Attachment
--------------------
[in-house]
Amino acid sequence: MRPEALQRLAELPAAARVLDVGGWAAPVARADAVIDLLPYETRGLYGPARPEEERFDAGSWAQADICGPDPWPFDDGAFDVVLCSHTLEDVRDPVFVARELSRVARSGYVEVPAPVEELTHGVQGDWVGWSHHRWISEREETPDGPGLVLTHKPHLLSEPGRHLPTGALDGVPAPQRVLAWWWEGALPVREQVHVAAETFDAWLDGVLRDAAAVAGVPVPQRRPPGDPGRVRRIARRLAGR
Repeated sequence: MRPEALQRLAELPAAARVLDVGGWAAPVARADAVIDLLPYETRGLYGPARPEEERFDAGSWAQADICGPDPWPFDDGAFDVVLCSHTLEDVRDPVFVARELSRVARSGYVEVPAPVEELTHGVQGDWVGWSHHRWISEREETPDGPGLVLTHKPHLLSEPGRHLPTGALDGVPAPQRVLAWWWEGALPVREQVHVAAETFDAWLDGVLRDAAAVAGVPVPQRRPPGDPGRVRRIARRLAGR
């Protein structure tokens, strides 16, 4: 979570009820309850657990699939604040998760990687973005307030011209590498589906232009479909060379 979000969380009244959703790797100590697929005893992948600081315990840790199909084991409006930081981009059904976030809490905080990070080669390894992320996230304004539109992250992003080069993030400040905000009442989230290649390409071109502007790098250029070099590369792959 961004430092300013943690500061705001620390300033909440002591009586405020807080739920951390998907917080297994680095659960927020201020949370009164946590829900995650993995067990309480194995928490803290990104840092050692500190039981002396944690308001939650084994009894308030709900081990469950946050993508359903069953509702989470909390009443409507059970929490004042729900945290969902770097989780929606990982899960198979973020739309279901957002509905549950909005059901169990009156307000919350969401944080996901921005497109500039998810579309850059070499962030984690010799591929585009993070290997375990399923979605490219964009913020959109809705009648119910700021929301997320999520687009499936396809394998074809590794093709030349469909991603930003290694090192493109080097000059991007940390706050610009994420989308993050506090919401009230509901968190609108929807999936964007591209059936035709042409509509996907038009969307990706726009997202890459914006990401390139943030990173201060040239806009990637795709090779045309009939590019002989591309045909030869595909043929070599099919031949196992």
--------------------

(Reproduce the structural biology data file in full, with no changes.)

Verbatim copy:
[in-house]
Amino acid sequence: MRPEALQRLAELPAAARVLDVGGWAAPVARADAVIDLLPYETRGLYGPARPEEERFDAGSWAQADICGPDPWPFDDGAFDVVLCSHTLEDVRDPVFVARELSRVARSGYVEVPAPVEELTHGVQGDWVGWSHHRWISEREETPDGPGLVLTHKPHLLSEPGRHLPTGALDGVPAPQRVLAWWWEGALPVREQVHVAAETFDAWLDGVLRDAAAVAGVPVPQRRPPGDPGRVRRIARRLAGR
Repeated sequence: MRPEALQRLAELPAAARVLDVGGWAAPVARADAVIDLLPYETRGLYGPARPEEERFDAGSWAQADICGPDPWPFDDGAFDVVLCSHTLEDVRDPVFVARELSRVARSGYVEVPAPVEELTHGVQGDWVGWSHHRWISEREETPDGPGLVLTHKPHLLSEPGRHLPTGALDGVPAPQRVLAWWWEGALPVREQVHVAAETFDAWLDGVLRDAAAVAGVPVPQRRPPGDPGRVRRIARRLAGR
């Protein structure tokens, strides 16, 4: 979570009820309850657990699939604040998760990687973005307030011209590498589906232009479909060379 979000969380009244959703790797100590697929005893992948600081315990840790199909084991409006930081981009059904976030809490905080990070080669390894992320996230304004539109992250992003080069993030400040905000009442989230290649390409071109502007790098250029070099590369792959 961004430092300013943690500061705001620390300033909440002591009586405020807080739920951390998907917080297994680095659960927020201020949370009164946590829900995650993995067990309480194995928490803290990104840092050692500190039981002396944690308001939650084994009894308030709900081990469950946050993508359903069953509702989470909390009443409507059970929490004042729900945290969902770097989780929606990982899960198979973020739309279901957002509905549950909005059901169990009156307000919350969401944080996901921005497109500039998810579309850059070499962030984690010799591929585009993070290997375990399923979605490219964009913020959109809705009648119910700021929301997320999520687009499936396809394998074809590794093709030349469909991603930003290694090192493109080097000059991007940390706050610009994420989308993050506090919401009230509901968190609108929807999936964007591209059936035709042409509509996907038009969307990706726009997202890459914006990401390139943030990173201060040239806009990637795709090779045309009939590019002989591309045909030869595909043929070599099919031949196992």